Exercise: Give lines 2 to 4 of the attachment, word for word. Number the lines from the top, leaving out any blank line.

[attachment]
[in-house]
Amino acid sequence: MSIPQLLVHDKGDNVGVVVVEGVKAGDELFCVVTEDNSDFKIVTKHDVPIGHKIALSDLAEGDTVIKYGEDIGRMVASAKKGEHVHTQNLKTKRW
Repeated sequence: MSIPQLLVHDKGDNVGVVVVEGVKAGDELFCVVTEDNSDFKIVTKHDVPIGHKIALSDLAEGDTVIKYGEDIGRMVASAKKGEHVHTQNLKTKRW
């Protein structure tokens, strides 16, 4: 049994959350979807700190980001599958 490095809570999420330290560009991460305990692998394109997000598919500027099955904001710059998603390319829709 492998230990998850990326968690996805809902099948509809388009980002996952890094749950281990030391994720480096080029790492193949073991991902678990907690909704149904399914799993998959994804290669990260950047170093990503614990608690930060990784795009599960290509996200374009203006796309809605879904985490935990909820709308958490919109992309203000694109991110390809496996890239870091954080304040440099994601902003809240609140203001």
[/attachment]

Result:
Amino acid sequence: MSIPQLLVHDKGDNVGVVVVEGVKAGDELFCVVTEDNSDFKIVTKHDVPIGHKIALSDLAEGDTVIKYGEDIGRMVASAKKGEHVHTQNLKTKRW
Repeated sequence: MSIPQLLVHDKGDNVGVVVVEGVKAGDELFCVVTEDNSDFKIVTKHDVPIGHKIALSDLAEGDTVIKYGEDIGRMVASAKKGEHVHTQNLKTKRW
């Protein structure tokens, strides 16, 4: 049994959350979807700190980001599958 490095809570999420330290560009991460305990692998394109997000598919500027099955904001710059998603390319829709 492998230990998850990326968690996805809902099948509809388009980002996952890094749950281990030391994720480096080029790492193949073991991902678990907690909704149904399914799993998959994804290669990260950047170093990503614990608690930060990784795009599960290509996200374009203006796309809605879904985490935990909820709308958490919109992309203000694109991110390809496996890239870091954080304040440099994601902003809240609140203001």